[Smt-talk] Inception chord progression

Dmitri Tymoczko dmitri at princeton.edu
Thu Aug 12 05:17:07 PDT 2010

On Aug 11, 2010, at 10:53 AM, Darryl White wrote:

> This little chord series does pose some interesting issues for
> analysis.  I do think hexatonicism is involved.

I guess I would say that the question is whether we can give objective  
evidence for the presence or absence of hexatonicism.  What can we say  
to bridge the gap between people whose intuitions differ from ours?

I think there are a few reasons to be generally skeptical about the  
role of the hexatonic scale in 19th-century chromaticism:

	1) The scale almost never appears as a melodic entity.
	2) The scale almost never appears as a macroharmony -- that is, it  
almost never accounts for all and only the notes in a reasonably long  
stretch of music.
	3) There's almost no discussion of it in 19th-century theoretical or  
compositional sources.  (Unlike, say, the octatonic or harmonic major.)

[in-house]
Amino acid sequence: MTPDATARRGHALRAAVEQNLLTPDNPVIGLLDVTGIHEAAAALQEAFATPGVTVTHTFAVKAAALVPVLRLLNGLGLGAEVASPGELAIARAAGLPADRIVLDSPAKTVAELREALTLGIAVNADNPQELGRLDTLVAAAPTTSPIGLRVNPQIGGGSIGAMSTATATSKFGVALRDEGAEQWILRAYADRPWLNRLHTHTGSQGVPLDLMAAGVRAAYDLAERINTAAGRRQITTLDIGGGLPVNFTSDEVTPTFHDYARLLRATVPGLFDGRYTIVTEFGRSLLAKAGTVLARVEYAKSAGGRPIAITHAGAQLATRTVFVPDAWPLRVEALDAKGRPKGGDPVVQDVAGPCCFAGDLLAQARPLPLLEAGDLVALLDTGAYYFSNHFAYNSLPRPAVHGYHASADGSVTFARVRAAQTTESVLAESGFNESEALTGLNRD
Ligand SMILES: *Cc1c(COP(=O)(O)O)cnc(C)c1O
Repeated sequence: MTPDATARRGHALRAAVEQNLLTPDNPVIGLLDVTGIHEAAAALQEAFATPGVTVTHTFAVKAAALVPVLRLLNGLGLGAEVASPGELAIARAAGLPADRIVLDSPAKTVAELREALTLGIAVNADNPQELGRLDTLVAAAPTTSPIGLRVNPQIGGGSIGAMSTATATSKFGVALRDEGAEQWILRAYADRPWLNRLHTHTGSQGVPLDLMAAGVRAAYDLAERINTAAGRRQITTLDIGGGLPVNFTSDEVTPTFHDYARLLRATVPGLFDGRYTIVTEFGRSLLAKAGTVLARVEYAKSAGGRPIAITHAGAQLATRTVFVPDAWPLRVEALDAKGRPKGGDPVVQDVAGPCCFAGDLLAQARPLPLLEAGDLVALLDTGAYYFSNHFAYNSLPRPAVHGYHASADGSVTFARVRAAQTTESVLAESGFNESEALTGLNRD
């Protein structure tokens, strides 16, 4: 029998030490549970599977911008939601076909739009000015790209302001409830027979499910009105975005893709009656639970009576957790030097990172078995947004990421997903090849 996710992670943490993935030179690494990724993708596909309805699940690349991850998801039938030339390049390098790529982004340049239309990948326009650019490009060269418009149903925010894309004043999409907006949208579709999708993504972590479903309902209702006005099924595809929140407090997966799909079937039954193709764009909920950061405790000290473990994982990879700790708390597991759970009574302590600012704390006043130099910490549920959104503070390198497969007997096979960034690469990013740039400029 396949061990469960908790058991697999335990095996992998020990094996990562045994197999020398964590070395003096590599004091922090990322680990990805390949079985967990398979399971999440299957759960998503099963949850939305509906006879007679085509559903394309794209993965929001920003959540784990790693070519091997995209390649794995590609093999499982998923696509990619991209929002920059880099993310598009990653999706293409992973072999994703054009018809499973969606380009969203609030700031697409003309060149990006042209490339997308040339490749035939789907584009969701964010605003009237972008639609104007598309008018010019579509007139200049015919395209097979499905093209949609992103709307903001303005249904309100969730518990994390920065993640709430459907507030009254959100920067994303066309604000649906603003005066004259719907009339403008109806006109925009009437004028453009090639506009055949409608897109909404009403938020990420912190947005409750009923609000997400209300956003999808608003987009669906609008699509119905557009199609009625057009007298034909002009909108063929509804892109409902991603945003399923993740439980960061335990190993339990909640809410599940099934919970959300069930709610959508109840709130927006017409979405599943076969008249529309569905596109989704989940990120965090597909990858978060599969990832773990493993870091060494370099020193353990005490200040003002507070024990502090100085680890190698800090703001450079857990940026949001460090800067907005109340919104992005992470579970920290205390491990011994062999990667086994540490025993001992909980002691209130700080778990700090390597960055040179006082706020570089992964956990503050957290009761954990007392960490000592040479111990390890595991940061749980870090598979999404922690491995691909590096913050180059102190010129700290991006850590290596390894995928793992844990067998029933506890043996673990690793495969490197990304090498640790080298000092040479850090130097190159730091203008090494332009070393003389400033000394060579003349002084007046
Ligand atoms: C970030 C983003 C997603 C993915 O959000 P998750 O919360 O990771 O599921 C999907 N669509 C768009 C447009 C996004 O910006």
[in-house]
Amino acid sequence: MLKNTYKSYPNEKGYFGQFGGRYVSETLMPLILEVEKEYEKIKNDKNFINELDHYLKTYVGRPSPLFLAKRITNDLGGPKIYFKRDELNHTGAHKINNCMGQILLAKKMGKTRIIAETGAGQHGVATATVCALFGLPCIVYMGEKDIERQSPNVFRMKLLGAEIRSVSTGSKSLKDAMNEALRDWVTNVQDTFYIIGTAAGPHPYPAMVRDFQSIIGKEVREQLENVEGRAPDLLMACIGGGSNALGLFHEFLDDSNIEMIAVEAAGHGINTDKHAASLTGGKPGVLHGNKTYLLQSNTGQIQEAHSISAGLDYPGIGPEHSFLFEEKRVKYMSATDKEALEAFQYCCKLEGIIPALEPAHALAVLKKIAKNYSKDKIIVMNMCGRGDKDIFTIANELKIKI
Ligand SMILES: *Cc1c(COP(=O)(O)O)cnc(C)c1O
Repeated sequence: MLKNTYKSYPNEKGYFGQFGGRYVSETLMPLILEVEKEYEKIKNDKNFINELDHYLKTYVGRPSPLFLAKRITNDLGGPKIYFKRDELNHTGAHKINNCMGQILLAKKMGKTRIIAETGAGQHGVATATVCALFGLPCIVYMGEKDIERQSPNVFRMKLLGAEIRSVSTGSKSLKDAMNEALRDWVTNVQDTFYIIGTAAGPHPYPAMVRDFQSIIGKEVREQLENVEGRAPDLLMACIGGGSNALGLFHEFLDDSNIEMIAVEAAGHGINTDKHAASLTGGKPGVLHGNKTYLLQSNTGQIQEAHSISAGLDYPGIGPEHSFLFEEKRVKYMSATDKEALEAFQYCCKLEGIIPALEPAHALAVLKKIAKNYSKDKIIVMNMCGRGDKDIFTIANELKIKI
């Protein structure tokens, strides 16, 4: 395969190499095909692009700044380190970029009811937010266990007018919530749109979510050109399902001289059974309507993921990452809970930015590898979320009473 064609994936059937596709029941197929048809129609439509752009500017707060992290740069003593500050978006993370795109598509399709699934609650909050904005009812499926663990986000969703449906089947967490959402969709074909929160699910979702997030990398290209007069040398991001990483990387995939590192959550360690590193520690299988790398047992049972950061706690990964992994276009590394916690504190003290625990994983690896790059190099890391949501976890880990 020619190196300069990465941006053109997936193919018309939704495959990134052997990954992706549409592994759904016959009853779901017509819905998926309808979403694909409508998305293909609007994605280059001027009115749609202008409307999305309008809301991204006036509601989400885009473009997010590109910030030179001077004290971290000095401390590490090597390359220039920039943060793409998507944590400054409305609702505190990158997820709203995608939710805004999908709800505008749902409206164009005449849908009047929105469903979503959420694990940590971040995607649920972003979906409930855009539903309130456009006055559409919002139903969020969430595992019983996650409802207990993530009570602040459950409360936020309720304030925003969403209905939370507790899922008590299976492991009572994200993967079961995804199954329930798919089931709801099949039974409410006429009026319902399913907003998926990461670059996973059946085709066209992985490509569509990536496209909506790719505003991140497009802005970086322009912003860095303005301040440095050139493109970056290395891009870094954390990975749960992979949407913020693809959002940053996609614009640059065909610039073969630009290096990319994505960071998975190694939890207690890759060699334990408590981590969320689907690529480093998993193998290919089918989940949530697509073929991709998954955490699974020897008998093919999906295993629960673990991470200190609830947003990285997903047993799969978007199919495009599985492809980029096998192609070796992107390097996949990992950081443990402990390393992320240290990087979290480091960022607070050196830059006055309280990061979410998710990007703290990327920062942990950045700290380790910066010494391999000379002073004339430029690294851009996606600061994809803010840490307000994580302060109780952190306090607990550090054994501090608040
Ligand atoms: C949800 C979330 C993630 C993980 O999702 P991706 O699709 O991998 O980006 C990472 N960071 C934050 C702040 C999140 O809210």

4) We have good reason to think that the scale will be automatically  
generated as the result of certain kinds of voice leading procedures.

To me, these four claims provide good reason to be dubious about the  
presence of hexatonicism in any given passage -- consequently, I would  
say that we need some compelling reason, lodged in some specific  
feature of the music in question, to motivate the claim that the scale  
is present.  (This line of argument, BTW, goes back to my earliest  
papers, such as "Stravinsky and the Octatonic.")

In the Inception progression, the specific analytical question is  
whether we draw a sharp distinction between the (nonhexatonic) Gmin- 
 >Gb major voice leading, and the (seemingly very similar) Ebmaj->Bmaj  
voice leading.  (Treating the Bmajor for the moment as a triad, rather  
than a seventh.) Both of these move two notes by one semitone and, for  
all reasonable measures of voice leading size, are the same size.  So  
if we emphasize voice leading, we'll see these two progressions as  
being very similar, whereas if we emphasize hexatonicism, they'll seem  
very different.

Note also that from a strict NR-perspective, Gmin->Gb major involves  
*three* voice leading moves (L-then-P-then-R), and thus is even less  
similar to Ebmaj->Bmaj (P-then-L).


Dmitri Tymoczko
Associate Professor of Music
310 Woolworth Center
Princeton, NJ 08544-1007
(609) 258-4255 (ph), (609) 258-6793 (fax)

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